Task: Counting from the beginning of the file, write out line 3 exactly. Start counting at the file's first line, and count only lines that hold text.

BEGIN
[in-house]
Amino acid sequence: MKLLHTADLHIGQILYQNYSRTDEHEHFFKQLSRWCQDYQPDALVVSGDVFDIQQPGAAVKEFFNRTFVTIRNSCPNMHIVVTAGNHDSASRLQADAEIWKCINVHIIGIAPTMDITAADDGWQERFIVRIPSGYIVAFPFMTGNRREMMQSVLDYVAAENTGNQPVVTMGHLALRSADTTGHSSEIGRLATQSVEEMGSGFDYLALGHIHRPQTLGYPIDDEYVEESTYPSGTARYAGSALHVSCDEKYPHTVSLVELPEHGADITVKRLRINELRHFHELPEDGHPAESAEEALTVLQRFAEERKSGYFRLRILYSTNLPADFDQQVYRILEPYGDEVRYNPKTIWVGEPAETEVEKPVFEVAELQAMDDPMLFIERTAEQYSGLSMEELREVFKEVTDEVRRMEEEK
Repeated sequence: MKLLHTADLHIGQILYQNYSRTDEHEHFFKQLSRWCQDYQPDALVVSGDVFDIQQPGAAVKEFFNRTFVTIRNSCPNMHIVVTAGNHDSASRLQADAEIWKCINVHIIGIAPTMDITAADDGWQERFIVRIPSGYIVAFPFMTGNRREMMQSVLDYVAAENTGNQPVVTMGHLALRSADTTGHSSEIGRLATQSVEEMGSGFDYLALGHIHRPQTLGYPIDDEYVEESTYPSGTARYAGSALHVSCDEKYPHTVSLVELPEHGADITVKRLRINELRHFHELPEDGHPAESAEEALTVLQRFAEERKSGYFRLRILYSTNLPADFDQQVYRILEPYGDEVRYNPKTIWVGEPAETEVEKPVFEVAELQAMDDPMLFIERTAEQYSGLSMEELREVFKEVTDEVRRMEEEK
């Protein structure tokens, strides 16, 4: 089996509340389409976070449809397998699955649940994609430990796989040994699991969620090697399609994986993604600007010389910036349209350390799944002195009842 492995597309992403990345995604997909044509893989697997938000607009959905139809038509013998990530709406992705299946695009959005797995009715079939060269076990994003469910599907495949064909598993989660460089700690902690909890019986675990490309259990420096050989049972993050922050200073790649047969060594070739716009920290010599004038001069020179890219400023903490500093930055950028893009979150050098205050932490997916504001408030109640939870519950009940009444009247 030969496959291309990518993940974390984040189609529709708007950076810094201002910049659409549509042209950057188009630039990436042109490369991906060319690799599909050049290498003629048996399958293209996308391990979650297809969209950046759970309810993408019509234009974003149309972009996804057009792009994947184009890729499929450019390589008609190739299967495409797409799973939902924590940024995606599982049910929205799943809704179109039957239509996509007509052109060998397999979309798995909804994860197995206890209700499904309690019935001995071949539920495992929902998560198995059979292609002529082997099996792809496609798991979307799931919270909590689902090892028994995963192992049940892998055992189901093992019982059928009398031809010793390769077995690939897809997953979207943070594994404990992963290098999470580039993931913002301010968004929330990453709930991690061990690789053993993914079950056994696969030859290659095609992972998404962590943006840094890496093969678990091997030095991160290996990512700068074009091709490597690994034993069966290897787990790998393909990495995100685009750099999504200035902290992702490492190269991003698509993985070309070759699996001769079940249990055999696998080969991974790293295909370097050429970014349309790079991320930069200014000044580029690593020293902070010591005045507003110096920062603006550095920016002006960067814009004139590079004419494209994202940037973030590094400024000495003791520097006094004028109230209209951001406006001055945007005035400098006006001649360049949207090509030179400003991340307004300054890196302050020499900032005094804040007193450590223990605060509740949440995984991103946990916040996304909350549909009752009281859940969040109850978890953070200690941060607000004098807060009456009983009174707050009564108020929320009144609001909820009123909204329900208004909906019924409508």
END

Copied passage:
Repeated sequence: MKLLHTADLHIGQILYQNYSRTDEHEHFFKQLSRWCQDYQPDALVVSGDVFDIQQPGAAVKEFFNRTFVTIRNSCPNMHIVVTAGNHDSASRLQADAEIWKCINVHIIGIAPTMDITAADDGWQERFIVRIPSGYIVAFPFMTGNRREMMQSVLDYVAAENTGNQPVVTMGHLALRSADTTGHSSEIGRLATQSVEEMGSGFDYLALGHIHRPQTLGYPIDDEYVEESTYPSGTARYAGSALHVSCDEKYPHTVSLVELPEHGADITVKRLRINELRHFHELPEDGHPAESAEEALTVLQRFAEERKSGYFRLRILYSTNLPADFDQQVYRILEPYGDEVRYNPKTIWVGEPAETEVEKPVFEVAELQAMDDPMLFIERTAEQYSGLSMEELREVFKEVTDEVRRMEEEK